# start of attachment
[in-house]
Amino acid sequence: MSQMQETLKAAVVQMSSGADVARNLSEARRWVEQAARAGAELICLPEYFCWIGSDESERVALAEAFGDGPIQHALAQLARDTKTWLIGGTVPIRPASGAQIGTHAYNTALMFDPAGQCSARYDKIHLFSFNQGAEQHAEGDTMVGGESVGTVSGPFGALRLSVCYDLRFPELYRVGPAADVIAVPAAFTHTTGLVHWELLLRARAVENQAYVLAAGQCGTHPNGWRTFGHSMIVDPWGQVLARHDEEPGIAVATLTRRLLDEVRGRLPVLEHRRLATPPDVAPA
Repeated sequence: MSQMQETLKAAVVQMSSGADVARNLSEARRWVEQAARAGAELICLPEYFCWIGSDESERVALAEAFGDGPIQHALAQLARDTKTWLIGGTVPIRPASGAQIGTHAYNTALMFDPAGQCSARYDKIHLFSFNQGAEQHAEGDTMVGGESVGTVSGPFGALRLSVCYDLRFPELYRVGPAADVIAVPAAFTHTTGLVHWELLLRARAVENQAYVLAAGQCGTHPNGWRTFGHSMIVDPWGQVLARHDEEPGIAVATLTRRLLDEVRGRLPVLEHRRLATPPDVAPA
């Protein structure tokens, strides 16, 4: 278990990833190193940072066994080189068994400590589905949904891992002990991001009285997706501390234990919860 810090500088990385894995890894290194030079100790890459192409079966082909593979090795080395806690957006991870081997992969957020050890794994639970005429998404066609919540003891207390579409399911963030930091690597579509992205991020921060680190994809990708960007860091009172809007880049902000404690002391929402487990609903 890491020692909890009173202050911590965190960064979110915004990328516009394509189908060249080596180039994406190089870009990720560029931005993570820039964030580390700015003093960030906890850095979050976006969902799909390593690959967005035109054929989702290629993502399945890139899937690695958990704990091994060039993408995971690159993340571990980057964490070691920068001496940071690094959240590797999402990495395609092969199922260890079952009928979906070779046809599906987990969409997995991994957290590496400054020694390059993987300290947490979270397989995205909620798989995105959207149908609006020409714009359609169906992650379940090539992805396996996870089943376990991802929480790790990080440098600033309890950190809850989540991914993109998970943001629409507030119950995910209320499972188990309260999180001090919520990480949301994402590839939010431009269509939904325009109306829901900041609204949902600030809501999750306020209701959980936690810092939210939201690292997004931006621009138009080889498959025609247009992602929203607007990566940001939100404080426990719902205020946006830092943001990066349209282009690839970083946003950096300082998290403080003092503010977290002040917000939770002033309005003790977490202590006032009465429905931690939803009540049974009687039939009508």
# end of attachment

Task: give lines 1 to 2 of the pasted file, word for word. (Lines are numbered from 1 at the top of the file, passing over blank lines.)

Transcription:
[in-house]
Amino acid sequence: MSQMQETLKAAVVQMSSGADVARNLSEARRWVEQAARAGAELICLPEYFCWIGSDESERVALAEAFGDGPIQHALAQLARDTKTWLIGGTVPIRPASGAQIGTHAYNTALMFDPAGQCSARYDKIHLFSFNQGAEQHAEGDTMVGGESVGTVSGPFGALRLSVCYDLRFPELYRVGPAADVIAVPAAFTHTTGLVHWELLLRARAVENQAYVLAAGQCGTHPNGWRTFGHSMIVDPWGQVLARHDEEPGIAVATLTRRLLDEVRGRLPVLEHRRLATPPDVAPA